A. Yes. Consider the following, paraphrased from an email from Jeremy Moskowitz of gpanswers.com:
Imagine you have three Windows NT or later machines. They're all clones, with the same SID. There are local accounts on each with the following computer name-user SID combos:
- CompA: Fred (501), Wilma (502), Barney (503)
- CompB: Jerry (501), Elaine (502), George (503)
- CompC: Harry (501), Sally (502), Mom (503)
If Fred stores something on an external NTFS drive, it's only protected by his SID. That means that Jerry or Harry could read from Fred's drive. The same situation exists for Wilma, Elaine, and Sally and for Barney, George, and Mom. As you can see, SIDs must be changed to ensure that external NTFS (or stolen internal NTFS) drives can't be read by anyone other than the user who's written on the item's ACL.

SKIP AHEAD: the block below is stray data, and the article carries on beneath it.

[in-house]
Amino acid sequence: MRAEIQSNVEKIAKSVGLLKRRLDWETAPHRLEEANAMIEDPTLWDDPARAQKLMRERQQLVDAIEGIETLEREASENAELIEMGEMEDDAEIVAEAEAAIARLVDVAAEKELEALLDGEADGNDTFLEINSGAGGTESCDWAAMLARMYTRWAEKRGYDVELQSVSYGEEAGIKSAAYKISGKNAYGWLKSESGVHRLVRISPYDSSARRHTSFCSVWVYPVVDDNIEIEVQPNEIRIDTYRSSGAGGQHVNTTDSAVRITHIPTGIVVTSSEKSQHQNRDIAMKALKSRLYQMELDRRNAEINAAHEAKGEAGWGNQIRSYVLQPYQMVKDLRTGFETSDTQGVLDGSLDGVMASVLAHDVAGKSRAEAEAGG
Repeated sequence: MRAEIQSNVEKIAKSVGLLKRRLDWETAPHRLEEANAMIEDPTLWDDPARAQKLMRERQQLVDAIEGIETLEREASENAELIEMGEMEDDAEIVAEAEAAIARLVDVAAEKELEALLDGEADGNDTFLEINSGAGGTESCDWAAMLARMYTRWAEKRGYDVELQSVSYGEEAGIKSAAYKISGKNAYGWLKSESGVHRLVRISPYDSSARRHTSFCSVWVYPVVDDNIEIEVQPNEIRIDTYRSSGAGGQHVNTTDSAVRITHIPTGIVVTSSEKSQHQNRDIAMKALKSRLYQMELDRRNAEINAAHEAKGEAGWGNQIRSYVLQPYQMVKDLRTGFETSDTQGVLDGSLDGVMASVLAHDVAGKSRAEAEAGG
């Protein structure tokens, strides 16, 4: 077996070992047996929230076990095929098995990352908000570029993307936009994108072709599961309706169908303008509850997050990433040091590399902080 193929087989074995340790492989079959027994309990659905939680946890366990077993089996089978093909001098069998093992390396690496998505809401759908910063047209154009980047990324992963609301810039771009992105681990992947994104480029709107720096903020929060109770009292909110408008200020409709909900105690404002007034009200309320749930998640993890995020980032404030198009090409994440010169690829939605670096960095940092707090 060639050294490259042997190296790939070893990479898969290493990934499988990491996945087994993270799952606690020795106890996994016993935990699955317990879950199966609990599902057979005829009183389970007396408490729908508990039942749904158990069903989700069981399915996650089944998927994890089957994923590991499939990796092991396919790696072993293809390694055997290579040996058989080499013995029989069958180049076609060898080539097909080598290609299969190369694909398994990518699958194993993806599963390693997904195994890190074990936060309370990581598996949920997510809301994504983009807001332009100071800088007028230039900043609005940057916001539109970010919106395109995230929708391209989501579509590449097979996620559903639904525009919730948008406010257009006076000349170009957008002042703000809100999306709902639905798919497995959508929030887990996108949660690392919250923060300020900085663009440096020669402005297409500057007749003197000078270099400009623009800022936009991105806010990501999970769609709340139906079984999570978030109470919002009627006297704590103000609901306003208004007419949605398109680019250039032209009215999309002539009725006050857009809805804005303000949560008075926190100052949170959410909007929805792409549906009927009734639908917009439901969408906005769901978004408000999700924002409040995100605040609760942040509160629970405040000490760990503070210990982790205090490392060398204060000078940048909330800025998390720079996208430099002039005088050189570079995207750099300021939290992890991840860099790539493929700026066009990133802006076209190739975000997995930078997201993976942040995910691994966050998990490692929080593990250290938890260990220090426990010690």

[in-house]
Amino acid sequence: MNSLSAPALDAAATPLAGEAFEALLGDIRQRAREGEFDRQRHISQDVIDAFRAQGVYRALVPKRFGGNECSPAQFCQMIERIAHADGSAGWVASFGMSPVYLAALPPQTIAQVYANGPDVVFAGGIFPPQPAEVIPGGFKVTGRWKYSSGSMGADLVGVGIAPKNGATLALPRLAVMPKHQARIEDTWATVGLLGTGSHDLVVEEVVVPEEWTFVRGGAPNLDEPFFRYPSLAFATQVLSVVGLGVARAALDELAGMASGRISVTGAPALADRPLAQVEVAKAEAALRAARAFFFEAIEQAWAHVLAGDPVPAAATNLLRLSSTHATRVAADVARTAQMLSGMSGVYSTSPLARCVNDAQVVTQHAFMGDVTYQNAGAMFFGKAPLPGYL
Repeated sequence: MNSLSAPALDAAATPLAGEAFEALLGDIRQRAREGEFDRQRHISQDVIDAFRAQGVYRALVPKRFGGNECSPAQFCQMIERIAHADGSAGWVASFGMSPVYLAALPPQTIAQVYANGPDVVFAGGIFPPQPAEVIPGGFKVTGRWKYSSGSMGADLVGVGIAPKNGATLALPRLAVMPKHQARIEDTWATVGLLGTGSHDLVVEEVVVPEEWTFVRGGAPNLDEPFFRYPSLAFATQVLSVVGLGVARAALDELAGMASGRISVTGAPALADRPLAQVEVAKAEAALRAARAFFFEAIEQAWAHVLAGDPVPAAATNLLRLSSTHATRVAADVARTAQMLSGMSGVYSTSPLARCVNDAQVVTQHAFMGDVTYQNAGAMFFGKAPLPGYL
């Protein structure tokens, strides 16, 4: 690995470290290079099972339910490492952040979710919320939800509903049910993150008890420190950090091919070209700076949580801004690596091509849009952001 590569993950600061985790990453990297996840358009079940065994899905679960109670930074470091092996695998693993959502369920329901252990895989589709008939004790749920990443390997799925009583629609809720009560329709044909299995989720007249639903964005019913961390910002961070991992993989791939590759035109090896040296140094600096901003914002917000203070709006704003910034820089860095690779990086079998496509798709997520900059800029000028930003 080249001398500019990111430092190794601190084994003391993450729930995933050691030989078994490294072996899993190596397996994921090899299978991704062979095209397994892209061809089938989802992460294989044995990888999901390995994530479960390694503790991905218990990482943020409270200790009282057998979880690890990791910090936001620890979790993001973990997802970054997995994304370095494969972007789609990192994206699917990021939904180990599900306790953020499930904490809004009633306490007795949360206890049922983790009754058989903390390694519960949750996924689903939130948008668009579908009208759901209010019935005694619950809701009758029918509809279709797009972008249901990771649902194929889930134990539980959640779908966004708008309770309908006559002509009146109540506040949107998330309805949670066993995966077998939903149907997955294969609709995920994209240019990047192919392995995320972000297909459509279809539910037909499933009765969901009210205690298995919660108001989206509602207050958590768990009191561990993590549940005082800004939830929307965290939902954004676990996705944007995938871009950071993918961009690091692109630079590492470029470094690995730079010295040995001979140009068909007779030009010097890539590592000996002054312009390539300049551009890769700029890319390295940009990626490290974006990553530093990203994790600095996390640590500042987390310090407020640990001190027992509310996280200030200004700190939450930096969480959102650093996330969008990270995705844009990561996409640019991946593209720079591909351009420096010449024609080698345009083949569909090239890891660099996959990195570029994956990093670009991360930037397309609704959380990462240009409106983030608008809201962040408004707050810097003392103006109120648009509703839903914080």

There's a counter to this argument that says NTFS security on removable drives is worthless anyway, because there are many third party applications and services that can read NTFS and bypass the security.Related Reading:
- Q. Is it true that I don't need to worry about duplicate machine SIDs anymore?
- Q: Can two Active Directory (AD) accounts have identical SIDs? If so, how can I remove the duplicate account?
- What are the problems with workstations having the same SID?
- Determining the SID of a Windows Group
Check out hundreds more useful Q&As like this in John Savill's FAQ for Windows. Also, watch instructional videos made by John at ITTV.net.